Potential Repeal of the ‘Death’ Tax

Assuming you have not been living under a rock for the last two years you have heard of Donald J. Trump, now President Trump, speak about the need to repeal the so-called “Death tax”.  In addition, you are likely aware that Speaker Paul Ryan has long been a proponent of tax reform generally and a repeal of the death tax specifically.  Now President Trump, along with a republican controlled house and senate, have the opportunity to reform the tax code and end the death tax.

On January 24, 2017, H.R. 631 was introduced to the House of Representatives. H.R. 631 is one of the latest efforts to eliminate the Estate Tax, among other reforms.  The proposed Bill seeks to eliminate the Estate tax in its entirety in addition to repealing the Generation-Skipping Transfer tax (“GST”).  In 2017 the Estate Tax Exemption and the GST Exemption are both at $5,490,000.00.  (The Generation-Skipping Transfer tax is generally imposed on transfers to those beneficiaries who are more than one generation younger than the person making the transfer (example: grandkids or younger generations).

While a prior bill (H.R. 1105) to repeal the Estate Tax did not make it beyond the House in 2015, H.R. 631 is being introduced under a Republican president with a Republican controlled House and Senate.  Obviously, there is no certainty that this bill will pass in both houses of Congress.  For instance, in the Senate there is the potential for a filibuster, however, the Senate may pass it as part of a budget reconciliation measure that would require a simple majority with the restriction that it would be for only 10 years.  (Remember the Bush era tax cuts and their “sunset” in 2010?)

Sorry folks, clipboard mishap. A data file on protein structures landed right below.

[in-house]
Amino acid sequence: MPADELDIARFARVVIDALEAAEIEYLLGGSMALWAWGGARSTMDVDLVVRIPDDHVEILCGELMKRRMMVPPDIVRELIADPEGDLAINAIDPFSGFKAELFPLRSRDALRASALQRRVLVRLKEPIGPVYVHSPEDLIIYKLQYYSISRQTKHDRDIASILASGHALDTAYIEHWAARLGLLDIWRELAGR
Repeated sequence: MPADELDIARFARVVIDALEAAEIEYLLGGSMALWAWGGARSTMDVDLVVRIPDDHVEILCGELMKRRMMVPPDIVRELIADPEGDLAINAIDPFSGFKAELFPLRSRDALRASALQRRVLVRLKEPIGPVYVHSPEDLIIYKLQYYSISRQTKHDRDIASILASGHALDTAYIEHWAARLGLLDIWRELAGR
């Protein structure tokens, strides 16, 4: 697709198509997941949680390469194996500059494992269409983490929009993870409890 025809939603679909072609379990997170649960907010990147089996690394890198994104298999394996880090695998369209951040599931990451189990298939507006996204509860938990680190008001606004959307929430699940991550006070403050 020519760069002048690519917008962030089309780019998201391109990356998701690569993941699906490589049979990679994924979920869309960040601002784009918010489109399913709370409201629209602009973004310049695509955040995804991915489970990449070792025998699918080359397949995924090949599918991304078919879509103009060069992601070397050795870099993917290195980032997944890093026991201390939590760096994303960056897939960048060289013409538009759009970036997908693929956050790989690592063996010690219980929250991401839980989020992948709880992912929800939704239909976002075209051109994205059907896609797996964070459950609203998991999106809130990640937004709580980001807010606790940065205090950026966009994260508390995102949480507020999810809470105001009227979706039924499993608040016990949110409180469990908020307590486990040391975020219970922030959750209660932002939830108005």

H.R. 631 continues the present Gift Tax, Gift Tax Exemption and Annual Exclusion, with a reduction of the Gift Tax top rate to 35% (from 40%).  How cost-basis will be handled in the new proposed system is still unclear.  The proposal President Trump made during the campaign, which was, “capital gains held until death and valued over $10 million will be subject to tax to exempt small businesses and family farms.”  What this means is still being evaluated, whether the $10 million is the assets and the gain or just the gain. This proposal is not included in the current H.R. 631 Bill.

While there is not definitive outcome at this time, it certainly appears that the Estate, Gift and Generation-skipping Transfer tax exemptions in place currently will not be decreased and there is a good likelihood that they may be increased or repealed entirely.

What does this mean for most individuals? Individuals should review their plans with competent professional advisors to consider the impact of these changes and to ensure their plans still make sense.

About the Author

Jennie Cerrati
Jennie Cerrati
Jennie Cerrati is an associate with the firm's estate planning and probate administration practice group. Jennie counsels clients on a range of estate, succession, gift transfer and wealth planning matters. She also has experience in the areas of civil litigation, real estate, collections, corporate and small business matters, domestic work and insurance defense.